Why risk and opportunity?
AS THE world economy recovers from turbulence and more people anticipate increased standards of living and better social conditions for 2014, the World Bank's World Develop-ment Report (WDR) 2014 explains why it is important to turn risk into opportunity.
It examines why risk management is important for development, how risk management should be conducted by various economic agents, including the household, the community, financial institutions, the business community, government, as well as international institutions, and discusses possible obstacles to risk management that these economic agents might face.
The WDR 2014 explains that risk management will allow people to take advantage of opportunities for improvement, as well as build their resilience to soften the blow of adverse events such as future job losses, natural disasters, or other unforeseen negative events.
Can risk lead to opportunity?
The WDR 2014 explains that the adverse effects of systematic risks arising from financial crises or natural disasters, for example, the recent upsurge in tsunamis, typhoons, earthquakes, hurricanes and other natural disasters around the world, expose the vulnerability of people, especially in developing countries.
This along with idiosyncratic risks associated with job losses, or not finding jobs due to inadequate skills, or falling victims to crime, or the potential of a family break-up due to sickness or forced migration highlight the importance of transforming these risks into opportunities.
Regardless of whether or not risk is systematic or idiosyncratic, developing countries must pursue opportunities associated with risks and prepare for them accordingly. Most times, good opportunities are missed due to insufficient risk management and preparation.
What are the key concepts of risk?
There are many risks, and we are normally burdened by the obstacles to manage them. To overcome risk, people must first confront them. To overcome and reduce the burdens associated with risks, people must share risks with others.
By sharing risks with the family, the community, other enterprises, the banks, the government and the rest of the world, we reduce the volume of the burden on ourselves, thereby making risks easier to manage. By increasing knowledge, protection via insurance, we can cope better with risk through collective actions and the right institutions.
What does effective risk management entail?
Faced with uncertainty about the future, people, businesses and the government must make choices. Proper analysis of these choices is the key to successful decision making. The analysis of choices under uncertainty and scarce resources has to be at the forefront of economic and public policies. In this case, collective rational choices are important, as decisions must benefit everyone.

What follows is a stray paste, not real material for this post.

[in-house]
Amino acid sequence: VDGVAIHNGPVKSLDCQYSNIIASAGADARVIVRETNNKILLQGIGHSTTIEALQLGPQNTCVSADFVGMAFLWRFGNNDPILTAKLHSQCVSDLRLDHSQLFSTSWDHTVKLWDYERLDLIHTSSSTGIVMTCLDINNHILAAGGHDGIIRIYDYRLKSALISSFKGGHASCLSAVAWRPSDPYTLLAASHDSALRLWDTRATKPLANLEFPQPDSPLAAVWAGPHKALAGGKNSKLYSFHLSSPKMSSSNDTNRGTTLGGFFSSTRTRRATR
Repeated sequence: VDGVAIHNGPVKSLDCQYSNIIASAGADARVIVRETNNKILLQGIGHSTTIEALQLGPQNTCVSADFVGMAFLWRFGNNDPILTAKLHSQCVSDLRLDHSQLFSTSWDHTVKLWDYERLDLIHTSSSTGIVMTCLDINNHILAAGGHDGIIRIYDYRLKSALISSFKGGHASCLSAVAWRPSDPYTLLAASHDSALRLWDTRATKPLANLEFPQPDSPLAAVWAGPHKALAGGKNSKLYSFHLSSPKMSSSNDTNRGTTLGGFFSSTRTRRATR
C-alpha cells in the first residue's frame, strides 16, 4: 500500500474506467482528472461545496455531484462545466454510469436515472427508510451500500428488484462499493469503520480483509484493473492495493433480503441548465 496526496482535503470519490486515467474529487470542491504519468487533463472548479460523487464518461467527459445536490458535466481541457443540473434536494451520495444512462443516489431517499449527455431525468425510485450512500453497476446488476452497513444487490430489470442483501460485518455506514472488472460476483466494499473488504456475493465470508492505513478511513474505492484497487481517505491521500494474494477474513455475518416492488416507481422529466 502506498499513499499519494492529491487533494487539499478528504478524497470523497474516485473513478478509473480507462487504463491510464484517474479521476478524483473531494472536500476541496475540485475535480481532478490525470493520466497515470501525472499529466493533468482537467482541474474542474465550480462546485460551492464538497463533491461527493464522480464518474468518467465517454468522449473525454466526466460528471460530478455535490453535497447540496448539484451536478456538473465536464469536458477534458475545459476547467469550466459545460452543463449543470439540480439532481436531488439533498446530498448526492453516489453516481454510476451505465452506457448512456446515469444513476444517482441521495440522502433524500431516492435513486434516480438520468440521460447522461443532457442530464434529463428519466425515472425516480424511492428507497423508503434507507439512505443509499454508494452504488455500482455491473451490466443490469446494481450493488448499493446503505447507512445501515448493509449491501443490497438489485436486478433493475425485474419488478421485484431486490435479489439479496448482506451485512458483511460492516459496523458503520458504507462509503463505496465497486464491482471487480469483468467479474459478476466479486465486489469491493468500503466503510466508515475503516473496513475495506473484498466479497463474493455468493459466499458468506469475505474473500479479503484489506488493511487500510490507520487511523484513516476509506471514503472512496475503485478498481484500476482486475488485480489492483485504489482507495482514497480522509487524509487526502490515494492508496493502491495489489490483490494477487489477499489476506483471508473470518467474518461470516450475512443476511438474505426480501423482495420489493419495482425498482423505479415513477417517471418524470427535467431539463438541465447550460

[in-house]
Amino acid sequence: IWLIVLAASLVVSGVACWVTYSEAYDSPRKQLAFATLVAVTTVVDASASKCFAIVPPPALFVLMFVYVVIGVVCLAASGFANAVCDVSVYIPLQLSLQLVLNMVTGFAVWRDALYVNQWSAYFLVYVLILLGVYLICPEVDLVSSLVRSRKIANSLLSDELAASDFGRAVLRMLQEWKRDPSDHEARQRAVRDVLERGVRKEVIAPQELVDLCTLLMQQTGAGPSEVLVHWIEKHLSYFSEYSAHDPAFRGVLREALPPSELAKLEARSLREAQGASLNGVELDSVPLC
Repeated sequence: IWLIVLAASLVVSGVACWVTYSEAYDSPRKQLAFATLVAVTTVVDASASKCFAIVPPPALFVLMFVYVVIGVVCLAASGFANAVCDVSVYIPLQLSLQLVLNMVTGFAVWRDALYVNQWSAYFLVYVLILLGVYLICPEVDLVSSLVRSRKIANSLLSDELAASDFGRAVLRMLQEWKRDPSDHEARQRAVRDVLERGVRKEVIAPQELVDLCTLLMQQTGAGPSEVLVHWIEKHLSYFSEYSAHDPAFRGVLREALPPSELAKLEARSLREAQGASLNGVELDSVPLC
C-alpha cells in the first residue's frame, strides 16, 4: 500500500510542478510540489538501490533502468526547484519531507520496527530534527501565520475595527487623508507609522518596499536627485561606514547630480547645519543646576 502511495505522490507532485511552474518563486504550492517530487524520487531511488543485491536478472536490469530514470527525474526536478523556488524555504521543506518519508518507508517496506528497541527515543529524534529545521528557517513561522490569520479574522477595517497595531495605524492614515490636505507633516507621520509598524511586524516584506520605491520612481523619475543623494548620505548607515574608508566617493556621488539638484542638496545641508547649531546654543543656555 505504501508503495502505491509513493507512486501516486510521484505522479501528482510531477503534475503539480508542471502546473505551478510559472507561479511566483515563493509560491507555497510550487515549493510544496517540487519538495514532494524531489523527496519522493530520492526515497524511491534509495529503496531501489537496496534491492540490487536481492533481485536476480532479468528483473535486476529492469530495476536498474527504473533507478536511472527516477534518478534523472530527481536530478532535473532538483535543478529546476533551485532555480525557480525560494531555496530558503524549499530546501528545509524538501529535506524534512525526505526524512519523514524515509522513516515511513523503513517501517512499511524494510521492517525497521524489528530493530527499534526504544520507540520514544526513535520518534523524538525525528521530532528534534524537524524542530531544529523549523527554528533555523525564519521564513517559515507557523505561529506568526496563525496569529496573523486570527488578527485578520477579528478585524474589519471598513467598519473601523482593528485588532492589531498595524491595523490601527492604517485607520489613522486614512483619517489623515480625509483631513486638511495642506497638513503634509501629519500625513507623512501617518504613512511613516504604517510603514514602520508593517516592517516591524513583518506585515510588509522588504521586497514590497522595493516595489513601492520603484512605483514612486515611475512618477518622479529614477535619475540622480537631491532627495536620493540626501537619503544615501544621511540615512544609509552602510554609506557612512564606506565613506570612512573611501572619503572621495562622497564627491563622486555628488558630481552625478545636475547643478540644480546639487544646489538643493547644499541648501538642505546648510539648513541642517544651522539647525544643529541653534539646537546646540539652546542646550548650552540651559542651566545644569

What is the analytical framework for risk management?
The WDR 2014 proposes that the framework is derived from insights garnered from the economics of decision under uncertainty. The following elements are to be considered:
1. Jamaica must assess and understand the goals of risk management and the motivation for it. Learn how to develop resilience in the face of adversity and how to increase prosperity through the pursuit of opportunities.
2. People should understand the environment upon which opportunity takes place, i.e., understand the risk chain.
3. We all must consider what is entailed in risk management, understand, i.e., preparing for and coping with both positive and adverse events.
4. Assess the major issues that individuals and society face in managing risks; these include resource constraints, incentive constraints, and information constraints.
5. We must introduce the potential role of collective group action at different levels of society to overcome the obstacles that people might face when attempting to manage risk.
How is risk management in Jamaica?
Jamaica is not exempt from risk management. We, too, are faced with the possibility of increased risk if any unforeseen events should occur. The hurricane season is over, but we still are faced with other idiosyncratic risks, such a family break-up due to migration, and the negative circumstances arising from crime and violence.
As mentioned before, the household, community, the enterprise sector, financial institutions, the government and the international community should come together to make the country more resilient and prepare to combat all risks that the country might face for 2014.
Dr André Haughton is a lecturer in the Department of Economics on the Mona campus of the University of the West Indies. Follow him on twitter @DrAndreHaughton; or email firstname.lastname@example.org.